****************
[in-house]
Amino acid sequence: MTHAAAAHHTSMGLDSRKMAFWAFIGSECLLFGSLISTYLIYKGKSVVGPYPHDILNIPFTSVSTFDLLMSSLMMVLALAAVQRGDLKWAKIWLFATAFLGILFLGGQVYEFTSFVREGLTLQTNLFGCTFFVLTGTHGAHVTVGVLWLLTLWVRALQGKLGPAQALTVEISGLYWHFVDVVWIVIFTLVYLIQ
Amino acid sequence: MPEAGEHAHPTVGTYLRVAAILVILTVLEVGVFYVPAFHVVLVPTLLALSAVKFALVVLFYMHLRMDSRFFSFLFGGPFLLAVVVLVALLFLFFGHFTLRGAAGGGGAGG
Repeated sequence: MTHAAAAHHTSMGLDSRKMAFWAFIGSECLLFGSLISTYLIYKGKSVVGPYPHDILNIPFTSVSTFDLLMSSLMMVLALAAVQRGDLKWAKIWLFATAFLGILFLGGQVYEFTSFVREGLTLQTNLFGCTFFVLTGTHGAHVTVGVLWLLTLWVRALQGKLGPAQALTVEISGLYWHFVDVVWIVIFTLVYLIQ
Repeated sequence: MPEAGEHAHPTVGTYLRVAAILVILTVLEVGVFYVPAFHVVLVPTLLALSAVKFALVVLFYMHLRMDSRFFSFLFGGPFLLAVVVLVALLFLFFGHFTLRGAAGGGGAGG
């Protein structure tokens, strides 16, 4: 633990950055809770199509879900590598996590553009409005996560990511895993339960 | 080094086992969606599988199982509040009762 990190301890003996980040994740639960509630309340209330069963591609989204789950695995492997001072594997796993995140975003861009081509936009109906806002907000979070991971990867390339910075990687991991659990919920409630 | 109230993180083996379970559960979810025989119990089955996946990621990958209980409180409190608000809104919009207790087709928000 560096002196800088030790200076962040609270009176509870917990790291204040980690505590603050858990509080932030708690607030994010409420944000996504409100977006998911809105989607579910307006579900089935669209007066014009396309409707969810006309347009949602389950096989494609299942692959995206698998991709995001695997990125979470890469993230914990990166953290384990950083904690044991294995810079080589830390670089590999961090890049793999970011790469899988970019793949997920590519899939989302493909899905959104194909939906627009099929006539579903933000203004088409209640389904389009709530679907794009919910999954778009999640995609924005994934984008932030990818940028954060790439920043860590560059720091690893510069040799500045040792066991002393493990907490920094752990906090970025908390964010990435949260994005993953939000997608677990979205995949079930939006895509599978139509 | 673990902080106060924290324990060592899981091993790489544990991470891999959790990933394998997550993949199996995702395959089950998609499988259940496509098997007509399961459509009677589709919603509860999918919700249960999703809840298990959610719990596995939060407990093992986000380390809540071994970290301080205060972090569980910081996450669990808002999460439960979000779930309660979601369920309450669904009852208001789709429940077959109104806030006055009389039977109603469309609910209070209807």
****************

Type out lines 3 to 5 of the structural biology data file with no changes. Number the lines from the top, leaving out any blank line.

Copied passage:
Amino acid sequence: MPEAGEHAHPTVGTYLRVAAILVILTVLEVGVFYVPAFHVVLVPTLLALSAVKFALVVLFYMHLRMDSRFFSFLFGGPFLLAVVVLVALLFLFFGHFTLRGAAGGGGAGG
Repeated sequence: MTHAAAAHHTSMGLDSRKMAFWAFIGSECLLFGSLISTYLIYKGKSVVGPYPHDILNIPFTSVSTFDLLMSSLMMVLALAAVQRGDLKWAKIWLFATAFLGILFLGGQVYEFTSFVREGLTLQTNLFGCTFFVLTGTHGAHVTVGVLWLLTLWVRALQGKLGPAQALTVEISGLYWHFVDVVWIVIFTLVYLIQ
Repeated sequence: MPEAGEHAHPTVGTYLRVAAILVILTVLEVGVFYVPAFHVVLVPTLLALSAVKFALVVLFYMHLRMDSRFFSFLFGGPFLLAVVVLVALLFLFFGHFTLRGAAGGGGAGG